Many caregivers are concerned about having anesthesia performed on their senior pet. Due to the physical and metabolic changes associated with animals as they get older, there is sometimes a risk involved with anaesthesia and surgery that is over and above what there would be for a younger cat or dog. However, this risk is dependent not only on the condition of the patient, but on other factors as well, such as the type of induction or anaesthetic agent to be used, the kind of surgical procedure/length of the procedure to be performed, and the combined experience of anaesthetist, post-op team, and the surgeon.
Modern safe and effective agents for sedation and anaesthesia, well-trained care teams, properly maintained equipment and close monitoring intraoperatively result in very little-to-no increased risk over baseline for senior pets, so your veterinarian will carefully assess any possible pet risk factors and discuss these ahead of any procedure. Pre-op testing is part of that careful assessment!
This will involve:
- A complete history and thorough physical examination to make sure the patient is in good physical condition. Special attention is paid to the heart and lungs since they influence tolerance of procedures.
- Heart and Lungs diagnostics are frequently a part of the pre-op evaluation in senior since approximately 30 per cent in dogs over 12 years of age have changes in these systems. Heart disease is often silent in cats. This is why your veterinarian will recommend testing in advance of a procedure for older pets. All senior pets can benefit from a pre-op Lead II ECG, chest x-rays, and possibly ultrasonography will be recommended if a heart and/or lung problem is identified.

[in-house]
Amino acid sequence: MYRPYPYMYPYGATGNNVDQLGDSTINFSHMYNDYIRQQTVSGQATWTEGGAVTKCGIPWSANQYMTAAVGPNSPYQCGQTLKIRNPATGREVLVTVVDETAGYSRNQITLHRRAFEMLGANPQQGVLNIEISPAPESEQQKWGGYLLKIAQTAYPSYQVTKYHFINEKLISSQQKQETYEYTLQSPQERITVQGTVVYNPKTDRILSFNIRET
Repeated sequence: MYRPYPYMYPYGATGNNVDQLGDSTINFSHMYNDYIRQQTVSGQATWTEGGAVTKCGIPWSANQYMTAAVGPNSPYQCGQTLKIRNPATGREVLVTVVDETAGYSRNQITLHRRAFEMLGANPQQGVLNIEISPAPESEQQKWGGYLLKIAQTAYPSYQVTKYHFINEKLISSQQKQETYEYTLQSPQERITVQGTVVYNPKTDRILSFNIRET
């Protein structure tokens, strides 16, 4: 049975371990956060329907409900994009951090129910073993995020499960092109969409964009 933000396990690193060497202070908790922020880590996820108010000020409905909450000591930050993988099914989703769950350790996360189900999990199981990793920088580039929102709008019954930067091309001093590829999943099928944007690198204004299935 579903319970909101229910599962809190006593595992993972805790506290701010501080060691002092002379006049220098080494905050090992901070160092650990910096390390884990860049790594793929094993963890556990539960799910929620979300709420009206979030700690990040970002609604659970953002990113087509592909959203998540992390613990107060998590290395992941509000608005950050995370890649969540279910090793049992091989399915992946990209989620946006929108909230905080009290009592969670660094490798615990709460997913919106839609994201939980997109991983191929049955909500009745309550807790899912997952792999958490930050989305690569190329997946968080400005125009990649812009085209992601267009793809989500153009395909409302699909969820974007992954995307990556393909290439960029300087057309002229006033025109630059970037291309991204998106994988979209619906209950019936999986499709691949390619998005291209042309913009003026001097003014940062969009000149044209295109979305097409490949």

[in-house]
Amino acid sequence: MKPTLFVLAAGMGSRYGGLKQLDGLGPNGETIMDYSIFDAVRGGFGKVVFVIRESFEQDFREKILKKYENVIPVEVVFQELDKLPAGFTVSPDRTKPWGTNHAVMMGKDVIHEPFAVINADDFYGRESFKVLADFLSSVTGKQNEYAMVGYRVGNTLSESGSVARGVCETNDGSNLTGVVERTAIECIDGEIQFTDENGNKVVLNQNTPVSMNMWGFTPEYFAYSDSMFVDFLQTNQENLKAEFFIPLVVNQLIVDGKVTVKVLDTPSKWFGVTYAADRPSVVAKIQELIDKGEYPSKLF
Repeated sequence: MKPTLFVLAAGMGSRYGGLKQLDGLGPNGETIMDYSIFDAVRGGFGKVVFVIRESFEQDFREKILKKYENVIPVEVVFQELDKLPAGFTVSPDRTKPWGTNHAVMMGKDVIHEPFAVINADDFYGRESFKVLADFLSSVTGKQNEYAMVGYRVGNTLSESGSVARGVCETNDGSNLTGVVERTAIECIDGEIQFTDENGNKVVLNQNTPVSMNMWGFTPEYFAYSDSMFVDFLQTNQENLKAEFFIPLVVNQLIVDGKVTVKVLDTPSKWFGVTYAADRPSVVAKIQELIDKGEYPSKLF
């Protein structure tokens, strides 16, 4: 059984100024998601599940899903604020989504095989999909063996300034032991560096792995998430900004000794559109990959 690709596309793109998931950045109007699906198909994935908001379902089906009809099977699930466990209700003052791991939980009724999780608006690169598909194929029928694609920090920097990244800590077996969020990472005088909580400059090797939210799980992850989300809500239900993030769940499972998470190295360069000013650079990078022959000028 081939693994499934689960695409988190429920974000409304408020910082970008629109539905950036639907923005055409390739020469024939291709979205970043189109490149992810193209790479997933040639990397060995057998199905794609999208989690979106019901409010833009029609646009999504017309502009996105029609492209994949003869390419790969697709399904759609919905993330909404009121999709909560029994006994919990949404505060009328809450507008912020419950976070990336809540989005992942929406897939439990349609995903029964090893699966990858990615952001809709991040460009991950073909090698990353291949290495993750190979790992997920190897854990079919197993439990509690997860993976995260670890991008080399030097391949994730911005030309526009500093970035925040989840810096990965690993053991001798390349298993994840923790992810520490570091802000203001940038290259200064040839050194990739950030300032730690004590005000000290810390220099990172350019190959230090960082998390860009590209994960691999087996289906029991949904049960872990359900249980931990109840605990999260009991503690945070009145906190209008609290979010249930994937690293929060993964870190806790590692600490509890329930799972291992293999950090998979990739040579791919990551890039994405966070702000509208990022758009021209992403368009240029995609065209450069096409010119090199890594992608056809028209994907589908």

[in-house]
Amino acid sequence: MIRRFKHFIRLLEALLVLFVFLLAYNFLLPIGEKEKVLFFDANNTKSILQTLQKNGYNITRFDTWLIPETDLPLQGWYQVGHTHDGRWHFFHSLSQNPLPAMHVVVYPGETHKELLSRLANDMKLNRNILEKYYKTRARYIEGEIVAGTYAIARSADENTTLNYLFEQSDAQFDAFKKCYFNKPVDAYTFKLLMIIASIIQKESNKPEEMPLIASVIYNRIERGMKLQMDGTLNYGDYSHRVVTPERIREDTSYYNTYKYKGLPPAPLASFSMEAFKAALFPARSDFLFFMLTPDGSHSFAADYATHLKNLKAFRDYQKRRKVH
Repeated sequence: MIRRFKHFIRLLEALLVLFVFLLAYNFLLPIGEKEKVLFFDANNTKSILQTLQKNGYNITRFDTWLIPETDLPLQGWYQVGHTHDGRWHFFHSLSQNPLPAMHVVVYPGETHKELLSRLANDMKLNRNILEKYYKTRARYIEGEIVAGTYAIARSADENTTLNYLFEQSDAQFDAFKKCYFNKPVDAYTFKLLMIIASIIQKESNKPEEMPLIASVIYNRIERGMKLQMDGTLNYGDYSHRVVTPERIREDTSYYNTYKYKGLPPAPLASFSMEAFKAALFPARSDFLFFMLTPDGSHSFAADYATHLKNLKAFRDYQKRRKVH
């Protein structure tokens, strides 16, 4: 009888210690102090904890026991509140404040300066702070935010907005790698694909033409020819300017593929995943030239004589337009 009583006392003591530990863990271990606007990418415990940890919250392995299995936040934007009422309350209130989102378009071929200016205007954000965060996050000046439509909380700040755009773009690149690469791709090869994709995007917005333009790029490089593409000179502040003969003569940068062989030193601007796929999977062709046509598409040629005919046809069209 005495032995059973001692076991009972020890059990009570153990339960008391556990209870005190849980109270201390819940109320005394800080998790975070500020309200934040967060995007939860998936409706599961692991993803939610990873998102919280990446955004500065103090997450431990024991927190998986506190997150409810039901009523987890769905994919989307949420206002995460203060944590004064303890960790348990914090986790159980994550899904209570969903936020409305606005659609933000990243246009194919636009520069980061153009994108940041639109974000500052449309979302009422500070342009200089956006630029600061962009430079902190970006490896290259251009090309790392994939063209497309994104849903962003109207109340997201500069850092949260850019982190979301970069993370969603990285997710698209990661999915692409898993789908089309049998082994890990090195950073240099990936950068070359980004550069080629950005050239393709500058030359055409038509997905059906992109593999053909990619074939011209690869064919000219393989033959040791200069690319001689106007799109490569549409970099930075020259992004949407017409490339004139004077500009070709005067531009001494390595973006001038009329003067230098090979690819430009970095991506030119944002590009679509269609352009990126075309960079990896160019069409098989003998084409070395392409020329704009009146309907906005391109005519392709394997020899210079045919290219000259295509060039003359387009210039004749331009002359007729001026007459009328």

- A laboratory evaluation ahead of the procedure, consisting of a complete blood count, urine analysis and biochemical profile for senior pets especially. This evaluation is important in all patients of all ages though. Some conditions that occur in pets can have an effect on function of various organs of the body. For example, sometimes liver enzyme activity changes , perhaps affecting the ability of the liver to detoxify certain anaesthetic agents and drugs. Likewise, undetected kidney disease can lead to protein loss which could delay tissue healing and functional changes that decrease the breakdown and excretion of some drugs by the kidneys.
- The use of intravenous fluids before, during, and after anaesthesia allows the patient to recover faster and feel better after the anaesthesia. It also provides an easy route of administration for medications and also ensures quick venous access in the case of a medical emergency.
The wellness tests are invaluable tools to assist the veterinary health care team keep tabs on "Tabby", make sure "Whitey" is well!
The appropriate use of such monitoring tools can make the difference between a diagnosis made too late to help versus picking up a problem early, providing for valuable opportunity to enhance the welfare of your pet.
Discuss a plan with your veterinarian to ensure you do not miss out on this set of valuable health care tools.
(revised August 2015)